With drivers on full throttle for around 65% of the lap and some fair old gradients to contend with, a decent motor is essential for a quick time around the circuit, as is the confidence to commit to the track’s high speed corners – especially because, at 680m above sea level, there’s less air density, and therefore less grip, for the drivers to play with. Meanwhile, with several big stops, the brakes take a pounding in Austria too.
Pay attention this year to the addition of an extra DRS zone, which should help with overtaking. That means there's now a DRS activation point that covers the start-finish straight, one that covers the run up to Turn 3 and another that covers the run down to Turn 4.
The teams will have the same Pirelli compounds at their disposal in Austria as at Paul Ricard, with the purple ultrasoft the stickiest of the rubber, the red-walled supersoft a step harder and the yellow-walled soft the hardest of the bunch. They’re the same compounds that were seen here last year too, but with Pirelli having softened up their tyres by a step for 2018, expect the circuit’s outright lap record – Valtteri Bottas’ 1m 04.251s pole time from 2017 – to be broken if the drivers get a dry qualifying session in Austria.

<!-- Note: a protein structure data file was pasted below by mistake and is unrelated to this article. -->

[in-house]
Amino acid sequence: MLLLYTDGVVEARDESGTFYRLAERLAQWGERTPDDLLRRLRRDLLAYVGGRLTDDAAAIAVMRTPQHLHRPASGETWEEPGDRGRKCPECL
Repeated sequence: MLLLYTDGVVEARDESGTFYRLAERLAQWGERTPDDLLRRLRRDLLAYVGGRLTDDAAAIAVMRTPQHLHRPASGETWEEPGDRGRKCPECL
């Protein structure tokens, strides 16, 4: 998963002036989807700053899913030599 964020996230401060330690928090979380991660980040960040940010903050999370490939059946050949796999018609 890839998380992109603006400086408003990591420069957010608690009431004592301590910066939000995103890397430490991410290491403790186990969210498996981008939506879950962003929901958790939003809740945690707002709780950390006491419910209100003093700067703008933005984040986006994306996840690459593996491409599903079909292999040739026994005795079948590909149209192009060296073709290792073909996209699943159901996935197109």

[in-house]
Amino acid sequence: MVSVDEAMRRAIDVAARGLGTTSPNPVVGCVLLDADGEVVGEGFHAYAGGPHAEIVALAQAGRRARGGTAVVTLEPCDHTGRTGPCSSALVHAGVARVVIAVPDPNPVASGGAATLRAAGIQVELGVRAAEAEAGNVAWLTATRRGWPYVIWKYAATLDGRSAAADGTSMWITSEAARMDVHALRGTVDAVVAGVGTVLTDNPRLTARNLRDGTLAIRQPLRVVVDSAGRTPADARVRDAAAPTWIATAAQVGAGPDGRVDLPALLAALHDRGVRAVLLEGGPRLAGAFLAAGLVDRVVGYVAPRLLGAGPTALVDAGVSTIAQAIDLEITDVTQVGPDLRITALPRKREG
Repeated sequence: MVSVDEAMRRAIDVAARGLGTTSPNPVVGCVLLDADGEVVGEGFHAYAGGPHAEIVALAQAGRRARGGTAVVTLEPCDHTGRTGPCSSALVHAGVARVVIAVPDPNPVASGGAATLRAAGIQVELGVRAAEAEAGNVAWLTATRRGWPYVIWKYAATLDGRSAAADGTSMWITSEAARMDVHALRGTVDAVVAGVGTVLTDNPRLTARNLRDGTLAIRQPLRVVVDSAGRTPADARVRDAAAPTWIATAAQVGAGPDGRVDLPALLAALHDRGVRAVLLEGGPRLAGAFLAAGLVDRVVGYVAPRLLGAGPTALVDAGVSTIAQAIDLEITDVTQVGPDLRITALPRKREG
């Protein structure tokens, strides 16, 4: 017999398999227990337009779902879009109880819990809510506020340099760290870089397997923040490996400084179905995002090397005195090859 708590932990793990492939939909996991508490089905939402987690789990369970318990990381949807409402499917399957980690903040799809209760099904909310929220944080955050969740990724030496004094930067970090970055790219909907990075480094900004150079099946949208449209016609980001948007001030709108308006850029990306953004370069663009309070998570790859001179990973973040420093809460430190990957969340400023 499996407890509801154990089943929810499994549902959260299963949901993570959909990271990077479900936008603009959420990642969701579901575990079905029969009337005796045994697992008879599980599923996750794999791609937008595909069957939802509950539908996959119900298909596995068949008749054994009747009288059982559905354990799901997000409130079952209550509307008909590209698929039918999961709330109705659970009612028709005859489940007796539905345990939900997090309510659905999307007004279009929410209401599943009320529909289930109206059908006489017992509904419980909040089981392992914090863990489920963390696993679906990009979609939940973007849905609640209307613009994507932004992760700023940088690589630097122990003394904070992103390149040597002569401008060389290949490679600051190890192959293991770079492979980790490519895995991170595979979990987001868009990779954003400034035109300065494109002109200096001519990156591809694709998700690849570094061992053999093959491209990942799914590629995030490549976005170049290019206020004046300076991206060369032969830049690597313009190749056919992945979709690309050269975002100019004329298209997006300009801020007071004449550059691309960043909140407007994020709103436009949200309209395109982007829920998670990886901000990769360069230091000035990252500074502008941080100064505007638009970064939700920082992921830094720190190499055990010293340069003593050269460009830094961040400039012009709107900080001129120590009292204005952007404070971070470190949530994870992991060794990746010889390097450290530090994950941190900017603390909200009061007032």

“Austria features the same tyre nomination as France, but they are very different tracks, although both with the characteristic in common of being revamped circuits based on a historic venue,” says Mario Isola, Pirelli’s Head of Car Racing.
“This also gives the Red Bull Ring quite an old-school feel that the drivers always appreciate. The track is more about acceleration and braking rather than lateral demands, but Austria has always the ability to produce a few surprises, also because the field is closely packed together on the short lap, so dealing with traffic is often a factor.
“One of the peculiarities of Austria is the fact that most of the corners are right-hand turns, but the two most demanding corners are left-handers. This means that the loaded tyres go into them almost ‘cold’, as they are not otherwise stressed throughout the lap.”
Friday’s pair of practice sessions are looking likely to be rain, or even thunderstorm-affected at the tail-end of a week of wet weather for the region. Saturday should be hot at around 25 degrees Celsius, but again with a chance of rain or thunderstorms getting in the mix. Meanwhile, there’s a 20% chance of rain for the race, but temperatures should remain reasonably hot at around 24 degrees.